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A right pain in the butt

In his latest Bow Valley Crag & Canyon article, Banff Sport Medicine’s Dr Andy Reed, talks hamstring injuries and how to avoid them using preventative exercise.

Read the original article here

In my last column I described one of the more common causes of hip pain we see in the office – gluteal tendinopathy. No sooner had I written this article then I saw a whole spate of hip injuries, but somewhat surprisingly to me, it seems we are in the midst of an epidemic of hamstring injuries!

Your hamstring muscles

The hamstrings consist of three muscles and their tendinous attachments at the back of the thigh.

The three muscles are the semimembranosus, semitendinosus and the biceps femoris.

They are long muscles that cross over two different joints (the knee and the hip) and perform two different actions, namely hip extension (pulling the leg out behind us) and knee flexion (pulling the heel up towards your butt).

How hamstring injuries occur

Injuries to the hamstrings can occur in a number of different ways and various parts of the structure can be injured, from the tendon attachment at the sit bone (the proximal attachment), which can be strained, torn partially or even completely from the bone, to acute muscle strains and ruptures in the mid belly of the muscles in the back of the thigh.

Studies have shown that injuries can occur via several distinct mechanisms.

We have all probably seen a track athlete on TV – usually a sprinter – suddenly pull up in their event, grasping the back of the thigh. This injury looks very dramatic, and is typically a muscle tear, causing lots of bruising and swelling. Whilst these injuries look serious, they tend to heal relatively quickly and some sprinters are back in action after only a few weeks.

A second type of injury occurs when a hamstring muscle contracts forcefully as it is being stretched. Think about a slip on ice with one leg sliding rapidly forwards as you fall into the splits. The hamstring contracts to try to correct the fall as the straightened leg slides out in front. This type of injury commonly strains the hamstring muscle as it stretches rapidly but can also cause tears or strains in the tendon attachment onto the sit bone at the back of the pelvis.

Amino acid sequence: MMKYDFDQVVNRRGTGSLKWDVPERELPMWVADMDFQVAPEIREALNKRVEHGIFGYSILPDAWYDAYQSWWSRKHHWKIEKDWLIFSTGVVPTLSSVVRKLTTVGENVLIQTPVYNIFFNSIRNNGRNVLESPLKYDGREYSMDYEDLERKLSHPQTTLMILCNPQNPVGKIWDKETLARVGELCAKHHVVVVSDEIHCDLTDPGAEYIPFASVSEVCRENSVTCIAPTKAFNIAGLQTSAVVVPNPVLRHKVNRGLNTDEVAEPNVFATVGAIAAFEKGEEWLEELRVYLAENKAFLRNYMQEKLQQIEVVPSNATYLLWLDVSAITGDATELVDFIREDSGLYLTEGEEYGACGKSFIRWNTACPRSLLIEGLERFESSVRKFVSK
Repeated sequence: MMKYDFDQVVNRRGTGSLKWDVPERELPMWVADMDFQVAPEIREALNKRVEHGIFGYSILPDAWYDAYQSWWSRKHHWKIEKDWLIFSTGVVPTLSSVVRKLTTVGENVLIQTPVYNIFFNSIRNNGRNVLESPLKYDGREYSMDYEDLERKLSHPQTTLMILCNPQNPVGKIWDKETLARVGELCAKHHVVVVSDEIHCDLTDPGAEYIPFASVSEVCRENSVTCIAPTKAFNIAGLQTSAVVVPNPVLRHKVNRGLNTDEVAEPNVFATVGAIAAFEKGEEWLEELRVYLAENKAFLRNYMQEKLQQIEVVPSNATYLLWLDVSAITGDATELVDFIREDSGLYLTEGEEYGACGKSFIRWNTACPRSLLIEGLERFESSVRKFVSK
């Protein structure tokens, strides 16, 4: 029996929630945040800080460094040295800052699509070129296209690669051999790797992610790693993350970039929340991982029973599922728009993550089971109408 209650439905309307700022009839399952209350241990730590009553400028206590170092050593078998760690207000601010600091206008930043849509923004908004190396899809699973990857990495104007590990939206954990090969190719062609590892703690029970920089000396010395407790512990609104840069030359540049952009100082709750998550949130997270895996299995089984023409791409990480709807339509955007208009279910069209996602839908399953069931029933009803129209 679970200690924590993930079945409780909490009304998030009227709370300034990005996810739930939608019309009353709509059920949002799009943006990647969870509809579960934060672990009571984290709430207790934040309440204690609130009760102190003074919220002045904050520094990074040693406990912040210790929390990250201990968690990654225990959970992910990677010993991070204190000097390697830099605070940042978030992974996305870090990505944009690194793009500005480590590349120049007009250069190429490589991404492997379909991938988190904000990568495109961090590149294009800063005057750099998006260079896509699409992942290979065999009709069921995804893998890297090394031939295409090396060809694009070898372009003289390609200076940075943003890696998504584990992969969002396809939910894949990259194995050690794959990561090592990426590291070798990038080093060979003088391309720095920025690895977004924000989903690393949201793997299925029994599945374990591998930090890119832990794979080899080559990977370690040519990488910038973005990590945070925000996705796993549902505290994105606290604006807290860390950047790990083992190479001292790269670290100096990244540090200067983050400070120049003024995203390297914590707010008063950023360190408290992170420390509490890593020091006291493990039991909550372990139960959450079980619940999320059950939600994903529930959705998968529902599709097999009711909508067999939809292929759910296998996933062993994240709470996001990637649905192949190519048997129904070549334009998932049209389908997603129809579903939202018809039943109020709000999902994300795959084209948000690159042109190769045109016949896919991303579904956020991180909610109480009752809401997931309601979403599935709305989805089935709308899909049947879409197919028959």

The hamstring attachment onto the pelvis can also be chronically injured from overuse, and this tends to afflict long distance runners. These types of tendon injuries seem fairly benign, but often take upwards of 6 months to resolve.

A third type of injury can occur as the flexed hip attempts to forcefully extend against a strong forward pull. Imagine a water skier being pulled forwards out of the water onto their skis. As the skier tries to stand up onto their skis, they experience a sudden sharp pop in the back of the upper thigh, and severe pain. A few days later there is a massive bruise, which usually indicates a ruptured tendon.

Typically we will organize an urgent ultrasound or MRI to delineate the extent of the injury, and if the hamstring tendon has completely ruptured away from it’s bony attachment, surgery may be needed to reattach it.

Less severe injuries can be managed with a short period of rest, followed by a rehabilitation program.

Lots of us are out running in the cold and snow right now. Slips are common, and if we are not warmed up, or sufficiently conditioned, it’s easy to suffer a hamstring injury.

Sprinting off down the street with cold muscles increases the likelihood of injury; if a hamstring has been injured previously, repeat injury is commoner, and lastly if we are weak in our hamstrings, and a lot of us are, the rate of injury is higher.

Exercises to help reduce hamstring injury

Fortunately, simple exercise programs have been shown to dramatically reduce the likelihood of hamstring injuries. These exercises tend to focus on eccentric strengthening.

As you will know if you have been reading my columns, forget stretching, and instead focus on strength training to make your tendons, muscles and ligaments injury proof!

The Nordic hamstring exercise is probably the best known of the hamstring injury prevention strategies and is proven to work, but it is a challenging exercise to perform and you will need a helper to hold your feet (google it and try it).

Unassisted Nordic Hamstring

When added to injury prevention programs, the traditional Nordic hamstring exercise has been shown to decrease hamstring strains by 50% – when compared against injury prevention programs that didn’t include them (Al Attar et al, 2017). 

Mick Hughes – Physiotherapist

Alternative well known exercises include hamstring curls in the gym, or variations at home using physio bands, and barbell or dumbbell stiff leg deadlifts, also known as Romanian deadlifts.

George Reed performs a stiff legged deadlift. jpg, BA

Single leg variations are especially great for runners, and will enhance your balance too, so you’ll be less likely to fall in the first place.

Also remember that strong hamstrings help to protect your ACL, a bonus for skiers!

If you’re looking for additional information, any of our great Bow Valley strength trainers or physiotherapists will be able to advise you on a hamstring injury prevention program.

Contributing Expert

Dr Andy Reed, Banff Sport Medicine Physician

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